"[stop using safety rules as cover and concede that no sporting firearm should ever fire when the trigger isn't being pulled. PERIOD!]"

I Have a OLDER MDL, Mine never went of & I'm not going to stop using my gun ;) I follow the rules & if it happens to go off (Nobody) will get hurt.

I don't put a round in my chamber till seated in stand. I harvested (4) deer this year whith my 700. When I came down the tree the spent casing is still in the rifle ; ) I always carry a sidearm
Y/D

dgludwig
February 12, 2011, 05:38 PM
Well, good for you, YARDDOG(1). Your situation is obviously different apparently from that that a few others have reportedly experienced. The question remains: Would you continue to use any firearm that you determined fired by moving the safety and not touching the trigger?

pabuckslayer08
February 12, 2011, 06:43 PM
I dont care how safe you are or if someone is hurt, the point is that the rifle is going off without the trigger being pulled and it isnt right wether someone is wounded or not. Say your Toyota gas pedal sticks would you just stop and say, wow close call and keep driving or take it to be looked at

hooligan1
February 12, 2011, 06:55 PM
Did you say it was a Remington? Dang, never heard of this problem with the other big rifle manufactures. it's sad... period.:(

pabuckslayer08
February 12, 2011, 07:18 PM
Yea haha. Thing is during the news cast report they brought in to interview the original creator of the 700 and he knew of the issue and agrees something should be done but remington fails to agree. Also the creator had another safety option that would have cost 6 cents to add in per rifle while produced they failed to put in, and now to recall them all it would break the company.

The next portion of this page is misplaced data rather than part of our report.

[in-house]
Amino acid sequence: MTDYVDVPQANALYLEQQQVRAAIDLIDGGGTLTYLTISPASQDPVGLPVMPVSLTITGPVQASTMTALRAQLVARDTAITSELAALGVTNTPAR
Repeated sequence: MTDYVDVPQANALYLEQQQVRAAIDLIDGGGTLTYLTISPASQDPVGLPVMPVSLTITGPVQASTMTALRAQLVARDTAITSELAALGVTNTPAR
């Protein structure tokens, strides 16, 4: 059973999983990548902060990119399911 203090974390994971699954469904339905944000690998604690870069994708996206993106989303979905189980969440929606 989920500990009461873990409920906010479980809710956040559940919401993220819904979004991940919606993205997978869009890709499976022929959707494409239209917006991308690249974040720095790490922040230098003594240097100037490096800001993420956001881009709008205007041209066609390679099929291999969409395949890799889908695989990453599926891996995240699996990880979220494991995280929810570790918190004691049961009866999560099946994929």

-Fluffy-
February 13, 2011, 05:20 PM
I watched the show the other night too, have looked into the potential issue, and read articles from both sides of the debate. Overall, I think that there is a possible issue with the trigger design, and think that Remington knows it all too well. While safe handling of firearms can never be stressed enough, having one on the market that is hazardous to operate (even properly) is an even bigger issue, and should be addressed by the manufacturer.

All in all, I've seen what I need to see, read what I need to read, and will likely never purchase a Remington product in my lifetime. There's tons of other rifles on the market that shoot just as well (if not better), and are in the same pricing category. I doubt I'll really be "missing out" on anything special.

warbirdlover
February 14, 2011, 12:09 AM
This is the new trigger.

http://www.remington.com/sitecore/content/Remington/pages/xmark-pro-trigger.aspx

I believe (don't quote me on this) that it doesn't have the connector. I just bought a SPS Buckmasters with this trigger. Mine is externally adjustable and you can get it down to 3-1/2 lbs. like it says. Mine seems to work fine but I've heard stories of the new triggers having problems? Does anyone know for sure?

And on the Remington site it has a video on how to adjust the trigger which in the last month has been removed from their website. All the gun dealers say Remington is now saying that adjusting the ("adjustable?") trigger voids the warranty. All kinds of conflicting information flying around.